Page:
Chancellor Patrick Gallagher connects with Valerie Kinloch, the Renée and Richard Goldman Dean of the School of Education. An author and researcher in the realms of literacy, language, culture, and community engagement, Kinloch has worked in public schools in Houston and Harlem. Before coming to Pitt in 2017, she served as a professor and associate dean of diversity, inclusion, and community engagement at the Ohio State University.
Gallagher: What made you want to become an educator?
Kinloch: A couple of different experiences. I was the first in my family to graduate college. As a young girl, I knew that my father did not graduate high school, and I began to think more deeply about who could access higher education. Growing up in Charleston, South Carolina, there were people in my family and community who deserved opportunities for high education but could not find them. Much of my work has been about understanding these obstacles and fighting against them.
Gallagher: At Pitt, you’ve created the position of Associate Dean for Equity and Justice in Education. This may be the only title of its kind in higher ed. How does this position help Pitt advance education?
Kinloch: It makes Pitt an innovator in the pursuit of equity—creating access and possibilities despite differences in economics, race, or geography. This position will enable us to marshal the resources, support, and opportunities for diverse faculty and students to come into our school. If we can bring more of those voices to Pitt, the ideas of how to pursue justice and inclusion for people who are historically excluded from higher education will resonate throughout society.
Gallagher: Also new is the Healthy Lifestyle Institute. How is it related to education?
Kinloch: The institute is a learning environment where senior scientists will mentor and support junior investigators as they develop research to help the whole community have a healthier quality of life. In terms of educators, it’s about providing wellness research that allows them to put on their full armor. We want educators to not only access the best policies and curricula to be stronger leaders, but we also want them at their best when it comes to their physical, emotional, mental, and social well-being in our classrooms and communities. Once they have this armor, they can walk into our schools, our children’s communities, and model this wellness to others.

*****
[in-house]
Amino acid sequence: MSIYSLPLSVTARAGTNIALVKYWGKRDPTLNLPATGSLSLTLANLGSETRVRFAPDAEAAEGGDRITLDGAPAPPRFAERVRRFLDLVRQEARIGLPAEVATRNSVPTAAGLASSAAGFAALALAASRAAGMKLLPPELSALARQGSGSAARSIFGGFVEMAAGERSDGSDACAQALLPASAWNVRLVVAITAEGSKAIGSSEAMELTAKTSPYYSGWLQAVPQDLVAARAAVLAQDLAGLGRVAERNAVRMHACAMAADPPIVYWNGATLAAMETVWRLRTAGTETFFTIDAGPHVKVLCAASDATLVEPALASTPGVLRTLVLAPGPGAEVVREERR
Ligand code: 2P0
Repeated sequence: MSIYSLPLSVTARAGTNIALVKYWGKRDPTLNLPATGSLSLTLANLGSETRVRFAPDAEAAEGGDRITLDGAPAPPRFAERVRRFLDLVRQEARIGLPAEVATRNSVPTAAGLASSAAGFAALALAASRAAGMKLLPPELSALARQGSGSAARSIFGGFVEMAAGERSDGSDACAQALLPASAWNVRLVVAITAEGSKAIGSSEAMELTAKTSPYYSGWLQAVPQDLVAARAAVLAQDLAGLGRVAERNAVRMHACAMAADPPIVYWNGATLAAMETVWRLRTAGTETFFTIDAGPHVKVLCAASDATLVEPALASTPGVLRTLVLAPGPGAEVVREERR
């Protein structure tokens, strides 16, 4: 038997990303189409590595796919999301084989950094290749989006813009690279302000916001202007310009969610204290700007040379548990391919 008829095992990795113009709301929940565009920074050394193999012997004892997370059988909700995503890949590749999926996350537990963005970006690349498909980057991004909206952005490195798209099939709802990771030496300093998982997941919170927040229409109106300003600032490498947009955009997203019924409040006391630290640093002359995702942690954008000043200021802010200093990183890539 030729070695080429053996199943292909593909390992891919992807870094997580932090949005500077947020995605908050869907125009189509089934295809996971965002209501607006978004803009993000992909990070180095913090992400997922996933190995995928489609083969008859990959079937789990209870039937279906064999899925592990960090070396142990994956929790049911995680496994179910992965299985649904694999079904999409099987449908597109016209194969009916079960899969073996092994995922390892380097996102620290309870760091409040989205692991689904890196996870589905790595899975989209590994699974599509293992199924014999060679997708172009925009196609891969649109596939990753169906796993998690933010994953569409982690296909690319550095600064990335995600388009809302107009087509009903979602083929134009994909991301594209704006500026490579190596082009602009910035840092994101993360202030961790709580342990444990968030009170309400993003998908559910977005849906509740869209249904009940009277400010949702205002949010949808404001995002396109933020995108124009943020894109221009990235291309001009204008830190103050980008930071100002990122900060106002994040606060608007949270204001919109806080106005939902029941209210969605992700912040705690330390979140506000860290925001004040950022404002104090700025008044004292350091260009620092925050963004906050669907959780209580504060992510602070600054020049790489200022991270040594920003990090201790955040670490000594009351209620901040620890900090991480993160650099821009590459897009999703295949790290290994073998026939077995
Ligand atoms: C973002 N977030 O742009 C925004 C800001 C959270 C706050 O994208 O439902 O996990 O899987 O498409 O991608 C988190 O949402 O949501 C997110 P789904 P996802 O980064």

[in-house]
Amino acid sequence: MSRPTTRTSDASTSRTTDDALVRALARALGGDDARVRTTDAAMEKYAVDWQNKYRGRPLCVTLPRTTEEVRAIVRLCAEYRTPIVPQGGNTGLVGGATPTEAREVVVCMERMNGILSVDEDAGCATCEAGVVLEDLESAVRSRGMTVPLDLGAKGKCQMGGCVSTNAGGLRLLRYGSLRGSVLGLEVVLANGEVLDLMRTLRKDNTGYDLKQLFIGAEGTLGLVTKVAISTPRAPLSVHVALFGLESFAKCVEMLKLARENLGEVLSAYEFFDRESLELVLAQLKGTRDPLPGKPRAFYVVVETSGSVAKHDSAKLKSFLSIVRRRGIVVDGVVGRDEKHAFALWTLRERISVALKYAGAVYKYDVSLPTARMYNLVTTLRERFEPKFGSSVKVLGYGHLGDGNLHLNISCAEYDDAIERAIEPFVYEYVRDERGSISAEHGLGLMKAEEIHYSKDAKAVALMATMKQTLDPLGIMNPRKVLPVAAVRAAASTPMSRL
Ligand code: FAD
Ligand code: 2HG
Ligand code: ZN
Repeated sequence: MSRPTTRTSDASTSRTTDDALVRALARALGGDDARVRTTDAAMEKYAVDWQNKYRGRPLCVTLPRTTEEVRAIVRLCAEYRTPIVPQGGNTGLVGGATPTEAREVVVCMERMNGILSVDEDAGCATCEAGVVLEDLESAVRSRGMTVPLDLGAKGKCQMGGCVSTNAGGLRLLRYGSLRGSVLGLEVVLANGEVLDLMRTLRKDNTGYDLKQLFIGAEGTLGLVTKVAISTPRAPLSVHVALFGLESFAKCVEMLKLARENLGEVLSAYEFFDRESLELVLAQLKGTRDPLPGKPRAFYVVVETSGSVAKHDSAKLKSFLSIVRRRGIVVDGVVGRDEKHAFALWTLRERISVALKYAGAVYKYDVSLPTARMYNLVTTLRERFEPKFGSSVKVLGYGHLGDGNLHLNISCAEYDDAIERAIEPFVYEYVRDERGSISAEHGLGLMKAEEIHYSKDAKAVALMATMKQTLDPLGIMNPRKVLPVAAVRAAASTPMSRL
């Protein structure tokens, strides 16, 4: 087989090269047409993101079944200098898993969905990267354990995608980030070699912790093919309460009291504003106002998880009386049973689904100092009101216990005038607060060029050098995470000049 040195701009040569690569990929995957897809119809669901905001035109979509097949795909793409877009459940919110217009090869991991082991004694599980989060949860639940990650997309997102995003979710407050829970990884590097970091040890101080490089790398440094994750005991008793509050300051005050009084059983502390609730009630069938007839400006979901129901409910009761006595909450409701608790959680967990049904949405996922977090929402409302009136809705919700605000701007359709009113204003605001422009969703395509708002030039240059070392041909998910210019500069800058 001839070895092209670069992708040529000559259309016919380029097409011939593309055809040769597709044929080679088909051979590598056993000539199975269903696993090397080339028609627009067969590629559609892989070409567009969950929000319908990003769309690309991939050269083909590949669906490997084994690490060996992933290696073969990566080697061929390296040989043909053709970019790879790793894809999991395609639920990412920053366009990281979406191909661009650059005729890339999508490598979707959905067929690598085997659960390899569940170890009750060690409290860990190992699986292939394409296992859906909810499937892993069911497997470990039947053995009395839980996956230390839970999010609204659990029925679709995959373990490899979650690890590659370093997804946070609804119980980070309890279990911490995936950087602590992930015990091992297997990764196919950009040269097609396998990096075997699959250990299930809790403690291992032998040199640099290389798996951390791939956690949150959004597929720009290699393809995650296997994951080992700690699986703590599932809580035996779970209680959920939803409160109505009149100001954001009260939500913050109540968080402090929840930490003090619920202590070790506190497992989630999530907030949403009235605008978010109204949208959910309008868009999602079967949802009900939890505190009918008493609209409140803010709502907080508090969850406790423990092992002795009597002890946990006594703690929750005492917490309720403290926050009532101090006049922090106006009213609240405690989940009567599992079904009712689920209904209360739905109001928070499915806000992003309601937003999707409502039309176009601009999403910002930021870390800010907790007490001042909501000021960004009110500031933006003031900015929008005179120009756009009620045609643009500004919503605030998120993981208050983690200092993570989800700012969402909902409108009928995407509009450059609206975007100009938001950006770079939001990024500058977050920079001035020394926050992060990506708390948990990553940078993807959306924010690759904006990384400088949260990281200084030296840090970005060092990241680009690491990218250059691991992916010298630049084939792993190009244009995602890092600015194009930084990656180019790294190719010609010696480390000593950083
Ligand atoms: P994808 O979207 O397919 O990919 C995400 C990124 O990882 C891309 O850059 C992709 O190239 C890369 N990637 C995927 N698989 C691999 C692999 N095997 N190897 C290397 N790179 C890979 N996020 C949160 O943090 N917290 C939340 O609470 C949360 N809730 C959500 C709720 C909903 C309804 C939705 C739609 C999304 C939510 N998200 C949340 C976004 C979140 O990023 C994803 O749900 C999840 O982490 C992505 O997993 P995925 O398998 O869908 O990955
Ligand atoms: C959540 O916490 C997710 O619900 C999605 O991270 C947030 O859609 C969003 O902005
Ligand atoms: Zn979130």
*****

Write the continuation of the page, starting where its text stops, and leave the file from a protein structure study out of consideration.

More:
Gallagher: You came here from Columbus, Ohio, where you had years of community engagement work. What lessons did you bring to Pitt?
Kinloch: That all voices must have equal value. In my role in Ohio, I listened to family members, children in public schools, nonprofit groups, social service agencies, after-school program leaders, principals. If we’re not listening to all perspectives, then we are not learning how to provide access to educational opportunities. When we invite people in to speak for themselves, we send the message that we value and validate their histories and experiences.
This article appeared in the Summer 2018 issue of Pitt Magazine.